The Zero Theorem

The Zero Theorem - trailer

Film Title: The Zero Theorem

Director: Terry Gilliam

Starring: Christoph Waltz, Melanie Thierry, Matt Damon, Tilda Swinton

Genre: Drama

Running Time: 107 min

Fri, Mar 14, 2014, 11:05


Gifted “entity-cruncher” Qohen Leth (Christoph Waltz) is reassigned by Management (Matt Damon) to work from home on solving the near-impossible Zero Theorem. A solitary hacker who refers to himself as “we”, Qohen dutifully retreats to the randomly cluttered old church he calls home to work on a problem that his middle-man supervisor (David Thewlis) summarises as: “Everything adds up to nothing.”

Qohen consults virtual psychiatrist Dr Shrink-rom (Tilda Swinton), plugs in – romantically speaking – to blonde sex worker Bainsley (The Princess of Montpensier’s Mélanie Thierry) and awaits a phone call that he hopes will explain absolutely everything.

Unhappily for Qohen, he’s the hero of a dystopian Terry Gilliam picture. So the viewer can be sure that his quest will end only in uncertainty.

For more than 40 years, the Monty Python animator has enlivened the visual arts with his cheeky brand of steampunk. The Zero Theorem arrives with the expected clatter of wacky visual cues: an organ for a bed, the Church of Batman the Redeemer, street signs prohibiting everything from walking to having a dog.

The humorous presentation offsets the familiarity of this particular Orwellian nightmare: by now, Gilliam’s oeuvre has been so influential one can’t help but think of that old gag concerning the apocryphal theatregoer: “That Hamlet was full of cliches.”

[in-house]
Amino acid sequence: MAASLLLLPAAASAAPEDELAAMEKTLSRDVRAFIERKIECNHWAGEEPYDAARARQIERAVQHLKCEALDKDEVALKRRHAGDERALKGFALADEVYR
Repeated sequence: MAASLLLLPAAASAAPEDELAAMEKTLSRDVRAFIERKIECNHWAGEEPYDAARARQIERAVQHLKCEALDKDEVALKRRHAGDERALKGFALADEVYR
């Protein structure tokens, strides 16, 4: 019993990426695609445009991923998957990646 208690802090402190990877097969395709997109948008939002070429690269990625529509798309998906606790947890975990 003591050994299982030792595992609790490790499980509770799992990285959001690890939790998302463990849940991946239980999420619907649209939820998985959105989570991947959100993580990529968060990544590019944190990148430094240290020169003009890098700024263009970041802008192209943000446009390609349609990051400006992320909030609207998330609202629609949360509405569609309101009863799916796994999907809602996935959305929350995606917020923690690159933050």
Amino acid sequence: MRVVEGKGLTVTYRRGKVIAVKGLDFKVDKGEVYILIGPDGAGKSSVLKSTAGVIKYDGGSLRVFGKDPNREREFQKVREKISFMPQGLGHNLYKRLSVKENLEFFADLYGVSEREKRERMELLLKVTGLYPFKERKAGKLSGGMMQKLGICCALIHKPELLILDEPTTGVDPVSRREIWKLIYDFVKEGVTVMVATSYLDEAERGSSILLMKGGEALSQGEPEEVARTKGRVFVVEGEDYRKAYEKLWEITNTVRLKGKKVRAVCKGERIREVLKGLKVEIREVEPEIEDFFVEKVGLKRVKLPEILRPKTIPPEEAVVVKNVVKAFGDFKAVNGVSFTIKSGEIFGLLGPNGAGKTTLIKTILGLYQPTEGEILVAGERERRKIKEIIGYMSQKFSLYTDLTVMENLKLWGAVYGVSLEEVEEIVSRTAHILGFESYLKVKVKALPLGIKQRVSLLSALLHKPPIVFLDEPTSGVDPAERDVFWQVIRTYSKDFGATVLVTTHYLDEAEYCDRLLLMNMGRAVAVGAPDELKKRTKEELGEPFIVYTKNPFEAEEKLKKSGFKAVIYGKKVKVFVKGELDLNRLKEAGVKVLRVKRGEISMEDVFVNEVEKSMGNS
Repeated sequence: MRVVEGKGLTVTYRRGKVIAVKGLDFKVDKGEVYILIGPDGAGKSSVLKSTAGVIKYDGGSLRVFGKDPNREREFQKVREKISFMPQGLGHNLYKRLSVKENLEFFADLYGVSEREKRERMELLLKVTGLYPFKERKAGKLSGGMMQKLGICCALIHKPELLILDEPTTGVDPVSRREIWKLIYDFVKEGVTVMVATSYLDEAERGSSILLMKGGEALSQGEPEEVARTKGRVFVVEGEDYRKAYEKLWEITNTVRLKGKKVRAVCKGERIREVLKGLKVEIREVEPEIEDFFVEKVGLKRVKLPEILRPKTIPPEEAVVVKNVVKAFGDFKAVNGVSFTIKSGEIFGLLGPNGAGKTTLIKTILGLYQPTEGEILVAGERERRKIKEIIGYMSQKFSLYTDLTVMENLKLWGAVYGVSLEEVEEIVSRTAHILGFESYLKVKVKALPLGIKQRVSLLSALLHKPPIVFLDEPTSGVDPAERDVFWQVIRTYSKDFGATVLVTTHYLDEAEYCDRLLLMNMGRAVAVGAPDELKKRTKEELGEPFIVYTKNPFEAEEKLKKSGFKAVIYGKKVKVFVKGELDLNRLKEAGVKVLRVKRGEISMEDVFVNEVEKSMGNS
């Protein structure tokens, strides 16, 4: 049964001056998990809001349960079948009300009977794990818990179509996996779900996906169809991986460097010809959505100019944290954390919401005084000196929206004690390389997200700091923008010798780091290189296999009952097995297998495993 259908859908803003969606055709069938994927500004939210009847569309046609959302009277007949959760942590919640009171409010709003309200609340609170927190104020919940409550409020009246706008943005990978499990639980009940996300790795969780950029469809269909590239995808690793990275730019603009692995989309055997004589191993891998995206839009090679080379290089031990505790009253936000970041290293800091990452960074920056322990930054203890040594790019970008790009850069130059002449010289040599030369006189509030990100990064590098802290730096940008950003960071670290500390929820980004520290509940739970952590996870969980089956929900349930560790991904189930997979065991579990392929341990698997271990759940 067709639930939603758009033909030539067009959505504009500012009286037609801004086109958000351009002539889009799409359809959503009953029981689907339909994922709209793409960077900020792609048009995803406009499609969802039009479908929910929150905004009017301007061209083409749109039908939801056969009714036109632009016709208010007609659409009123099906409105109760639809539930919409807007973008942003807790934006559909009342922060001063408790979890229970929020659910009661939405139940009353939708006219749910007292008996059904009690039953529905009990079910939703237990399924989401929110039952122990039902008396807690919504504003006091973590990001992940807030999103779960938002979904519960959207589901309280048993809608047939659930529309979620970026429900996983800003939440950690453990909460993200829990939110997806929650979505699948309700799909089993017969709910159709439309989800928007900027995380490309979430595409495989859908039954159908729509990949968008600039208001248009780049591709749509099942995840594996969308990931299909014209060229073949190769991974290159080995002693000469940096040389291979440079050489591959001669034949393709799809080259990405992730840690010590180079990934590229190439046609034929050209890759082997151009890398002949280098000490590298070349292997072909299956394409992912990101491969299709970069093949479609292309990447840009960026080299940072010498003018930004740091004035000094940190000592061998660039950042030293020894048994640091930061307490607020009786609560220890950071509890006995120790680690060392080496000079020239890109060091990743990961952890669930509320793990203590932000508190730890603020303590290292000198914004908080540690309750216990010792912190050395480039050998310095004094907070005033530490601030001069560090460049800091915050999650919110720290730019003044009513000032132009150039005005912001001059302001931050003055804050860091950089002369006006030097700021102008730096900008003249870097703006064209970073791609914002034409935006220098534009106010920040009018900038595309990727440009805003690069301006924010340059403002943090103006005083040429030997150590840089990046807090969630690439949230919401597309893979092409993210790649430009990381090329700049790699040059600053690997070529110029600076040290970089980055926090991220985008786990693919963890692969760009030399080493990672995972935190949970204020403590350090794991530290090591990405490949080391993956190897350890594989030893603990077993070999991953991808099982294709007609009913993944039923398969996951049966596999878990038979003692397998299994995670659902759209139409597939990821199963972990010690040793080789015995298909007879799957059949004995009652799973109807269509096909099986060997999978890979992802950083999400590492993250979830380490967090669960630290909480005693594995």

Unsurprisingly, Gilliam’s surreal 1985 masterpiece Brazil casts a long shadow over the new film. Made for a comparatively tiny budget ($8.5 million), The Zero Theorem lacks the momentum and symmetry of its spiritual predecessor.

Waltz is marvellous as a conduit for distress, but even his grand performance can’t quite hold the film’s many aesthetic and philosophical diversions together. Scale is an issue. Most of the action is confined to Qohen’s quarters. Add Gilliam’s trademark wide-lensing, and the effect is airless and suffocating.

It hardly matters. Gilliam is frequently (and not unreasonably) characterised as the Unluckiest Man in Show Business. Many of his long-awaited projects have fallen by the wayside; others, such as Fear and Loathing in Las Vegas, didn’t do the business they deserved. A Terry Gilliam film, when it does arrive, is something to cherish and behold.

And besides, with Gilliam, ramshackle is all part of the appeal.